Embracing Augmented Reality in 2018

For over a decade omni-channel has been a term used to describe digital and physical marketing. While many have strived to achieve an omni-channel strategy, unifying the digital and physical customer experiences have been an ongoing challenge for marketers. However, that may be changing. Advances in augmented reality (AR) can help to bring these two worlds together.

Over the next few years, we will see significant adoption of AR technology by brands and retailers as a way to engage consumers and deliver a more compelling brand experience. We will see AR bridge the gap between the online and offline worlds. In many ways, AR can serve as the cornerstone for tying the digital and physical brand experiences together.

Here are a few of the AR trends that can make this happen.

ARKit and ARCore

For a long time, developing AR applications was expensive and required specialty companies or developers with unique skill sets. That all changed in June when Apple released ARKit, a set of software development tools that opened up AR to anyone with an iOS11 operating system. Google followed suit and announced ARCore – an AR platform for Android devices. But Google and Apple aren’t the only ones investing in AR; Microsoft and Snapchat are also adopting the technology. What does this mean for brands? AR applications just got a whole lot easier to develop. It also works on smartphones and doesn’t require special headsets, making it more scalable than virtual reality.

Print and Packaging Campaigns Will Drive Digital Experiences

We will see brands leverage packaging and other printed touchpoints as a way to promote AR-branded experiences with customers. Today, traditional QR codes and bar codes are already used in print and packaging promotions. For example, Wegman’s Magazine extends its brand experience to digital allowing app users to see recipes, ingredients and videos on how to prepare the food.

 

19 Crimes brings wine labels to life using augmented reality.

Taking interactive print a step further, 19 Crimes, an Australian wine, is using AR to bring its labels to life to tell the story of Australia’s history. One can also imagine AR working in conjunction with product packaging instead of (or to compliment) printed product directions.

DS Smith trailblazes with Augmented Reality app

European packaging company DS Smith developed an augmented-reality app that helps its automotive customers assemble packaging with animated instructions.

 

Sephora AR app allows you to try on virtual makeup.

In addition, AR technology could be used with beauty or baby products to provide directions or other helpful information on using products. I expect we will see more examples of branding campaigns that tie printed materials, labels and packaging to AR apps to provide customers new ways to interact with products and brands.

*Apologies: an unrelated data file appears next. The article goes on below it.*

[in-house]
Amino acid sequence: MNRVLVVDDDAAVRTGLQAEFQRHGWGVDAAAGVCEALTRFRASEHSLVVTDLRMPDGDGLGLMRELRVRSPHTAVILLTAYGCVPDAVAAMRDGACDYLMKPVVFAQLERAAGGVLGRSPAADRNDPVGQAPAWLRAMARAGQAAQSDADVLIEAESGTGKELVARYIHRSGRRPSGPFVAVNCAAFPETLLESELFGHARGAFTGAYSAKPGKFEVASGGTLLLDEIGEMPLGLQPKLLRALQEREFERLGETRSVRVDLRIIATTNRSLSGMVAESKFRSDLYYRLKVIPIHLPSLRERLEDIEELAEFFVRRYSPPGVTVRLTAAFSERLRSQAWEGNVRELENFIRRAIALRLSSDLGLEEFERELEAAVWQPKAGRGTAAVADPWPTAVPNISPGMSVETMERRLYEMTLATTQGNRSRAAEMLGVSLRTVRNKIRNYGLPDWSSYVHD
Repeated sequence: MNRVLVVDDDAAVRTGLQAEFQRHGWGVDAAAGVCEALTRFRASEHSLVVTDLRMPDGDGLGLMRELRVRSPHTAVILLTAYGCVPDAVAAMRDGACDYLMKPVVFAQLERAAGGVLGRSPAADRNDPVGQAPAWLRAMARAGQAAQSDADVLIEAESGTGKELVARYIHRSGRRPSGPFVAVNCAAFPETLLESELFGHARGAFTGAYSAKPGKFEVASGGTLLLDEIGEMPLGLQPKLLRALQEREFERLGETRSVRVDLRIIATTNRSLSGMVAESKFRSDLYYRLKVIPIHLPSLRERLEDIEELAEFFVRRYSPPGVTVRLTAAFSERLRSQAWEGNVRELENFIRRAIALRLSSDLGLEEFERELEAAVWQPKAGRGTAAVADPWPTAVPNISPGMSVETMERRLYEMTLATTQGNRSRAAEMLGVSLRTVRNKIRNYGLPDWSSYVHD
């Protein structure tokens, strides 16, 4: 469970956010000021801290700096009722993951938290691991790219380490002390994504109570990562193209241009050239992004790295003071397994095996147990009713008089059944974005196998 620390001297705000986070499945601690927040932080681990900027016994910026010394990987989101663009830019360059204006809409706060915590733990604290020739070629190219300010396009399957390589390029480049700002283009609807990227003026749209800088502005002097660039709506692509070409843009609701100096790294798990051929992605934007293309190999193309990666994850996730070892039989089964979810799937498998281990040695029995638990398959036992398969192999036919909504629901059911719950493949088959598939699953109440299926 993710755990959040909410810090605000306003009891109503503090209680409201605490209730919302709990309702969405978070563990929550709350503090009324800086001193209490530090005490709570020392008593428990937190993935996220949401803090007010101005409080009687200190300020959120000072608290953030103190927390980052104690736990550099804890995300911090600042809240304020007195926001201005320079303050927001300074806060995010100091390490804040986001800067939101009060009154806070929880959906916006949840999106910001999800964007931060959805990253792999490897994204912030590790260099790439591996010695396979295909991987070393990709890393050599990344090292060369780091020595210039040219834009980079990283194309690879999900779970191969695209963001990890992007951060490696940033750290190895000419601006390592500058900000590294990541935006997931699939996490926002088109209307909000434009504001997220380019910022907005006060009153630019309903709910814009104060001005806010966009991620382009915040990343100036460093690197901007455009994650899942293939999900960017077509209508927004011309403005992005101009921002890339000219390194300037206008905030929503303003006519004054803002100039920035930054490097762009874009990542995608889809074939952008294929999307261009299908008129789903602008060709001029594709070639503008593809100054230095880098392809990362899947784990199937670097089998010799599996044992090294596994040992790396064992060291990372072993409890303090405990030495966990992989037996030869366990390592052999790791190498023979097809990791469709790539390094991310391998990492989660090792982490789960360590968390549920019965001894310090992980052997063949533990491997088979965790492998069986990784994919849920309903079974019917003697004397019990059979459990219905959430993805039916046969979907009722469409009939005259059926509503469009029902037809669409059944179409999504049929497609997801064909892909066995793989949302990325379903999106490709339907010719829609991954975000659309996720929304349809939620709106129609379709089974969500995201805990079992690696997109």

AR and eCommerce

Imagine choosing a new rug or chair and wondering how it will look in your living room. No worries, AR can help with that. In fact, the IKEA Place app uses AR technology and the ARKit to let users look through their phone to see a virtual chair placed in the room. You can rotate it, zoom in, and determine if it “works” in the space.

Wayfair.com has similar features in its mobile app. Cosmetics companies have done branded campaigns that let users virtually try on shades of lipstick and nail polish and purchase them directly from a smartphone. Apparel companies such as Neiman Marcus are also looking at AR. Over the next 12-18 months, more brands, like William Sonoma and others will include AR functionality in their mobile apps as another way to help link the physical and digital worlds and offer a richer mobile shopping experience for customers.

Merging AR and Market Intelligence

In today’s digital world, brands have access to a wealth of data about their customers and behaviors. Blending market intelligence with AR makes sense as a way to enhance the customer experience. Imagine ordering a pair of shoes on Zappos, and included with the package is an interactive recommendation for products you can virtually try on. In this way, consumer data could enable a number of cross-selling opportunities and help build customer loyalty.

Embracing AR

As brands look to engage and have deeper conversations with customers, advances in AR technology make it an ideal platform to deliver new branded experiences to customers. The proliferation of smartphones combined with AR developer kits makes it easier than ever for companies to bridge the gap between digital and physical customer experiences. Brands have the opportunity to tell a more connected story to customers, combining packaging, print advertising and promotions, ecommerce, and now augmented reality and artificial intelligence for a robust and holistic physical + digital experience.

Author: bbaker

Brett Baker has over 20 years experience in film, television and video game production. His television work includes special effects animation for " VanPires" (1997) animated series and post production for "Teletubbies" (2001). His video game work includes titles such as William Shatner's "Tekwar" and" ChronoMaster" featuring the voices of Ron Perlman and Lolita Davidovich. His animation studio Exodus Entertainment, was responsible for the animation that resulted in Mattel® being award the master toy license for the Harry Potter® franchise in 2002. He received his M.F.A. in filmmaking in 2004 before going on to work on feature film projects such as "Gringo Wedding" in 2006 and "Get Smart" in 2008. He currently owns and is an animator and designer with his own agency, Axxis 3.